No fewer than five persons have reportedly been killed on Monday after Myanmar security forces opened fire on pro-democracy demonstrators, a day after dozens of protesters were shot dead and attackers torched several Chinese-financed factories in the city of Yangon.
Supporters of detained democratic leader, Aung San Suu Kyi marched again, including in the second city of Mandalay and western town of Hakha, where the rallies were peaceful, and in the central towns of Myingyan and Aunglan, where police opened fire.
“One girl got shot in the head and a boy got shot in the face. I’m now hiding,” an 18-year-old protester in Myingyan informed journalist. It was gathered that three people were killed in Myingyan and two in Aunglan town.
The protesters took to the streets in defiance of the authorities, whose escalating use of violence has resulted in dozens being killed on Sunday in the bloodiest day since the Feb. 1 coup.
The arson attacks on Sunday provoked China’s strongest comments yet on the turmoil gripping its Southeast Asian neighbour, where many people see China as supportive of the coup.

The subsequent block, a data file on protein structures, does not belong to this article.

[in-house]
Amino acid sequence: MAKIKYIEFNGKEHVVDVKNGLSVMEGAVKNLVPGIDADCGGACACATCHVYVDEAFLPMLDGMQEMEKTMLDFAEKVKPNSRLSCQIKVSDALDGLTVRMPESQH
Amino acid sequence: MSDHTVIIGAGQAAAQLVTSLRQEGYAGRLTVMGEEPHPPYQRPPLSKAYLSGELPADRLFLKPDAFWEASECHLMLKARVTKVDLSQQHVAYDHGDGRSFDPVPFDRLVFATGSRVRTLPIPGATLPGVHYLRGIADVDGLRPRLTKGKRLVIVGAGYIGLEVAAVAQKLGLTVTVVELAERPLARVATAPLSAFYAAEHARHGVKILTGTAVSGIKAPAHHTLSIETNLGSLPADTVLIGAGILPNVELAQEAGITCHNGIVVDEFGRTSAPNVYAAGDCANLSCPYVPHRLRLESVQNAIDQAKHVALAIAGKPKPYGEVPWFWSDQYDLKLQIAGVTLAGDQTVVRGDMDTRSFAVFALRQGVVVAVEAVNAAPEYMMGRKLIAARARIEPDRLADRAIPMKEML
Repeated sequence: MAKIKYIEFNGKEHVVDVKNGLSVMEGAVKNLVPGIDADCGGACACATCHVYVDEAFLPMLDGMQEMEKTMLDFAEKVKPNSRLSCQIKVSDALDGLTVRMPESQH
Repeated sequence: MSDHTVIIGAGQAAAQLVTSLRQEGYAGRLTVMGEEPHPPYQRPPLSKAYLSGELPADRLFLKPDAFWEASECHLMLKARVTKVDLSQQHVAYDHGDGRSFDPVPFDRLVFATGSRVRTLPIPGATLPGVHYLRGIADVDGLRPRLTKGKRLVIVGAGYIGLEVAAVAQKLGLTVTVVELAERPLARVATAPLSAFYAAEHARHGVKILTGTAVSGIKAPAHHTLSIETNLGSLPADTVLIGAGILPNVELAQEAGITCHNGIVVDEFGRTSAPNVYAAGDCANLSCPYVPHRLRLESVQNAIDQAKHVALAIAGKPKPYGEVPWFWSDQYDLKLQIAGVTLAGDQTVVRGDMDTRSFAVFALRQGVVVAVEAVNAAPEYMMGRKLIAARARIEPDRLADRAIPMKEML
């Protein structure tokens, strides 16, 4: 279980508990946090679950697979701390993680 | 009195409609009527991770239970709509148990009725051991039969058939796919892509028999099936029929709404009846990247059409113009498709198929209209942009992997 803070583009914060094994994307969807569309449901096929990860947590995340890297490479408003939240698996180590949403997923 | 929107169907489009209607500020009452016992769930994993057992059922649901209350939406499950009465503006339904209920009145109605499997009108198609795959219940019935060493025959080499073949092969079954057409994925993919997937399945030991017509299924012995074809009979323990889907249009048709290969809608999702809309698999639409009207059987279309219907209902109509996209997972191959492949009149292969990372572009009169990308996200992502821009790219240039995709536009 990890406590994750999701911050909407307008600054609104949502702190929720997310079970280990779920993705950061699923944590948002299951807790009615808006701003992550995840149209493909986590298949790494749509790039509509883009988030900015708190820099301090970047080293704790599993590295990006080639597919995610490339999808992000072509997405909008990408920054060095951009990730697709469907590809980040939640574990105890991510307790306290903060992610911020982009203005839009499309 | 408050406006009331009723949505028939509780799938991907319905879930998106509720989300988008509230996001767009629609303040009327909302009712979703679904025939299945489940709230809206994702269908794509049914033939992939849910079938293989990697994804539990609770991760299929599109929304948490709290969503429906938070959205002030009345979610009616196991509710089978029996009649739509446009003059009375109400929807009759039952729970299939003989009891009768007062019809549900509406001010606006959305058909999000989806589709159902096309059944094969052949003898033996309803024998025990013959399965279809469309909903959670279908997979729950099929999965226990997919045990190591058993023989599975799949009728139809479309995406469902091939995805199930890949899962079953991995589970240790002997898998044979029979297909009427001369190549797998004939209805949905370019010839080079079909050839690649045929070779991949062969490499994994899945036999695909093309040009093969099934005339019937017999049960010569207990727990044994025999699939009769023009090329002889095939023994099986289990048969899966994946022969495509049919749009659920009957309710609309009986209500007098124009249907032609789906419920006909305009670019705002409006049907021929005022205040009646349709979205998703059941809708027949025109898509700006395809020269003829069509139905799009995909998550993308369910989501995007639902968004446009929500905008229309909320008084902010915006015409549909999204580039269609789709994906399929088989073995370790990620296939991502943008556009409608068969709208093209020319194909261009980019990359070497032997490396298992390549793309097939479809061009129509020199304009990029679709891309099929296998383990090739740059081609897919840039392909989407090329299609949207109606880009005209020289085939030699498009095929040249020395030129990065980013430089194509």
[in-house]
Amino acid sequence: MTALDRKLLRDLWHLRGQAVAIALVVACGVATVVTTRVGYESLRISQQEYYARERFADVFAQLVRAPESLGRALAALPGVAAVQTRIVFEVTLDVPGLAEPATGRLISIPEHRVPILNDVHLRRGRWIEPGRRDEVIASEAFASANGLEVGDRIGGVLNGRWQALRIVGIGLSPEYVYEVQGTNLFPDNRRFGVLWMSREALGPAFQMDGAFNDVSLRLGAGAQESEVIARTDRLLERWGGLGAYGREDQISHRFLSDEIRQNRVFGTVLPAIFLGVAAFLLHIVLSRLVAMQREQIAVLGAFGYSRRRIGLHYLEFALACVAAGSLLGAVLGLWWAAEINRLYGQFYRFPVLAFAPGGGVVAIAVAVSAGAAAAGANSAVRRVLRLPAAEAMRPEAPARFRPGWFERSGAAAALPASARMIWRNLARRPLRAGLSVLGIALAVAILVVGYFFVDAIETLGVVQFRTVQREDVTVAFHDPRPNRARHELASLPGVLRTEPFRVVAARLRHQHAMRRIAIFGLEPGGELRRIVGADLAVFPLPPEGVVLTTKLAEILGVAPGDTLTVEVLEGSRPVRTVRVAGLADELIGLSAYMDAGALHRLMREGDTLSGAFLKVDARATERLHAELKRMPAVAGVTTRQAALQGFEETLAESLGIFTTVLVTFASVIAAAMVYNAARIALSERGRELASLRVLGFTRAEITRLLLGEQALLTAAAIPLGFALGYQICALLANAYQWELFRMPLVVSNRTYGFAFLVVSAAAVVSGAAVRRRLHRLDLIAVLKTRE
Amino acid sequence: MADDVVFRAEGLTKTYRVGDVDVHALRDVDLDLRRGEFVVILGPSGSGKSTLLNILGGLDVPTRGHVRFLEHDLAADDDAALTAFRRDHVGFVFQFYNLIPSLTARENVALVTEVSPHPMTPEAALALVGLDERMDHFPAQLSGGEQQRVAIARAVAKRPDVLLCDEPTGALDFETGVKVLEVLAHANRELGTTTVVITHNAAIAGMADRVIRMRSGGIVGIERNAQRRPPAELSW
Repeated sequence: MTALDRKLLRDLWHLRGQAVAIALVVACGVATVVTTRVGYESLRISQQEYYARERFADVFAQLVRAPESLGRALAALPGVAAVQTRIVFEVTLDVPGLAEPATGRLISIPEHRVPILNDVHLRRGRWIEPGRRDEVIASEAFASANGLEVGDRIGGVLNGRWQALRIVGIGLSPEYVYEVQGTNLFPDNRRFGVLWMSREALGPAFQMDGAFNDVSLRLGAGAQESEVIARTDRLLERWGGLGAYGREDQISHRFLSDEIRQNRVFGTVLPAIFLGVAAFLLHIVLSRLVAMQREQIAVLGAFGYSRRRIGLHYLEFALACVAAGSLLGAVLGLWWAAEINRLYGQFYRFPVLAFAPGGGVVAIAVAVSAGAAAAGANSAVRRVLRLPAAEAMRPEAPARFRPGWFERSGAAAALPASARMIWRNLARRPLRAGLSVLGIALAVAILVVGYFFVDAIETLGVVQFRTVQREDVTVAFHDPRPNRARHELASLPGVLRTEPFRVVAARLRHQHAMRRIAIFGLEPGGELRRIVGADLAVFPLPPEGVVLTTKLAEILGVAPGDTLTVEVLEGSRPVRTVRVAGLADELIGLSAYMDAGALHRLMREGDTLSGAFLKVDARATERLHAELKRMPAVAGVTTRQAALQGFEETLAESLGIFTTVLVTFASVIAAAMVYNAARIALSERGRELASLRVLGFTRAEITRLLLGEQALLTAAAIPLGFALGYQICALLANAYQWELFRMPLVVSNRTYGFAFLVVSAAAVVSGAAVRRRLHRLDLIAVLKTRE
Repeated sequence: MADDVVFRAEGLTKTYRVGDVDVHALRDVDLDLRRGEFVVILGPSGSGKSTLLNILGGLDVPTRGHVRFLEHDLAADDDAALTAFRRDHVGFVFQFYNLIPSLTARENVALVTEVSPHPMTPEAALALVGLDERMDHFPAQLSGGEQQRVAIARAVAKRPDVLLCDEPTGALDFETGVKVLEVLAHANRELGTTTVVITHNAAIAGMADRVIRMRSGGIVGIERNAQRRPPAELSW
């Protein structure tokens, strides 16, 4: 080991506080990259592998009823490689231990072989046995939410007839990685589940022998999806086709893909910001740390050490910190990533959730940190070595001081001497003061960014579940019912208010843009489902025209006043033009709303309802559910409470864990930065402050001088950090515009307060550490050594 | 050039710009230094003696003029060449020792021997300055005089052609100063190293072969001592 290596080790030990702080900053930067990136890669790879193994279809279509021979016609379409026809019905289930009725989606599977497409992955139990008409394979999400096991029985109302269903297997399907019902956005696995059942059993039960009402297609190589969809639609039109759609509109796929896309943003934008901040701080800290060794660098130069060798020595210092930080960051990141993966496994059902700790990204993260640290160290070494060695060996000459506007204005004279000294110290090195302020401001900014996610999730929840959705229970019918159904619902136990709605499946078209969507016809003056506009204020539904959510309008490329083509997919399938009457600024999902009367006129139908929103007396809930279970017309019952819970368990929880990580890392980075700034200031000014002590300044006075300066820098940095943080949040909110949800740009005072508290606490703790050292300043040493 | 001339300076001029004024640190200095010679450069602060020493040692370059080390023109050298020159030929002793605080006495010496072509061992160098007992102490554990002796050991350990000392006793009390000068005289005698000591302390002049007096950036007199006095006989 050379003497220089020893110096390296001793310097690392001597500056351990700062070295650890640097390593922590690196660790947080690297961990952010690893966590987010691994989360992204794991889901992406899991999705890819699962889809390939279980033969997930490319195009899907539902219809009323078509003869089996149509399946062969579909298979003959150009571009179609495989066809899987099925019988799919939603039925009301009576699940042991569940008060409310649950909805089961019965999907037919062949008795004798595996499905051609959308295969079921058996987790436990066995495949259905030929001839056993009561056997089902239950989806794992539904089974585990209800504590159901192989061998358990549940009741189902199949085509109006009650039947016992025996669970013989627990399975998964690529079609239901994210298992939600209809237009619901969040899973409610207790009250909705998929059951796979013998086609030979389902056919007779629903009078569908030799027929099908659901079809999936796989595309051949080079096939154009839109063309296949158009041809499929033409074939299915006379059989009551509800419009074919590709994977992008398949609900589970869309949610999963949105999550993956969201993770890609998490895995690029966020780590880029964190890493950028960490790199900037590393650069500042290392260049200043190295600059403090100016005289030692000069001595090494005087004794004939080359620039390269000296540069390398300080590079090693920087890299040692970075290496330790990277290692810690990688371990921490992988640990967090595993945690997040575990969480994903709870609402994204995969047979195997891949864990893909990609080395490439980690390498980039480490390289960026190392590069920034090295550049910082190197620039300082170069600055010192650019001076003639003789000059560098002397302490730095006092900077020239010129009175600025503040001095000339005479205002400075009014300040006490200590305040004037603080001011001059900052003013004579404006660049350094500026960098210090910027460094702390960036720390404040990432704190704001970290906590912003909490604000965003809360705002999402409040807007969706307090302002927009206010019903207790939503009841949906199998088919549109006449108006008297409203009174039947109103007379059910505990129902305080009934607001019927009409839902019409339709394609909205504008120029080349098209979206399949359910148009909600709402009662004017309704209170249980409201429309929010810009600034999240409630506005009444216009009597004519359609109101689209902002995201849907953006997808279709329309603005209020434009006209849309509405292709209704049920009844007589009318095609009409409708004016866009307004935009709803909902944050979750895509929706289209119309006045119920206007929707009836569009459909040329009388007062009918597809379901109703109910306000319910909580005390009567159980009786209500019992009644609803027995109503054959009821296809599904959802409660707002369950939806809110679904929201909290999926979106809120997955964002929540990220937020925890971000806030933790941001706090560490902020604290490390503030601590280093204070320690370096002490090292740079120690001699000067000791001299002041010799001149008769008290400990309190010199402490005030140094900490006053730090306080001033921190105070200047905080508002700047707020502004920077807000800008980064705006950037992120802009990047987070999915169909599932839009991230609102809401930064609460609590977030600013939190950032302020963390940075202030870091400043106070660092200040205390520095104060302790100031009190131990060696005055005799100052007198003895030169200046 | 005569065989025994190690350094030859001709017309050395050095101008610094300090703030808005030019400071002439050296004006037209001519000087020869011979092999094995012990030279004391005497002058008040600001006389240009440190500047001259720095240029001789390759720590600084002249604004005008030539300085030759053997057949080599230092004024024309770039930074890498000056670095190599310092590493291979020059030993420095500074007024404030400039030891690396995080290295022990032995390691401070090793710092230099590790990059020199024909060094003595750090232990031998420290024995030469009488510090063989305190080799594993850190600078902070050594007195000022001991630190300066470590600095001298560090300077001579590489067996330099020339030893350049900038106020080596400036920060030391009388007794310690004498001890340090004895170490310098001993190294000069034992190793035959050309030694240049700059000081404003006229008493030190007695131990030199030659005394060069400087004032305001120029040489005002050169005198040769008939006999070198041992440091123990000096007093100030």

The Chinese embassy urged Myanmar’s ruling generals to stop violence and ensure the safety of people and property.
It was gathered that 32 Chinese-invested factories were “vandalised in vicious attacks” that caused damage worth $37 million and injuries to two Chinese employees.
Japan, which has long competed for influence in Myanmar with China, said it was monitoring the situation and considering how to respond in terms of economic cooperation.
The worst of Sunday’s bloodshed came in the Yangon suburb of Hlaingthaya where security forces killed at least 37 protesters after arson attacks on Chinese-owned factories, said a doctor in the area who declined to be identified.
Sixteen people were killed in other places, rights group Assistance Association for Political Prisoners (AAPP) said, as well as one policeman.
Martial law had been imposed in Hlaingthaya and several other districts of Yangon, and in parts of Mandalay.
The latest deaths bring the toll from the protests to about 140, based on a tally by the AAPP and the latest reports.
A junta spokesman did not answer calls requesting comment.
In an apparent bid to suppress news of the turmoil, telecoms service providers were ordered to block all mobile data nationwide, two sources with knowledge of the matter said. Telecom Telenor said in a statement “mobile internet was unavailable”.
The army said that it took power after its accusations of fraud in a Nov. 8 election won by Suu Kyi’s party were rejected by the electoral commission. It has promised to hold a new election but has not set a date.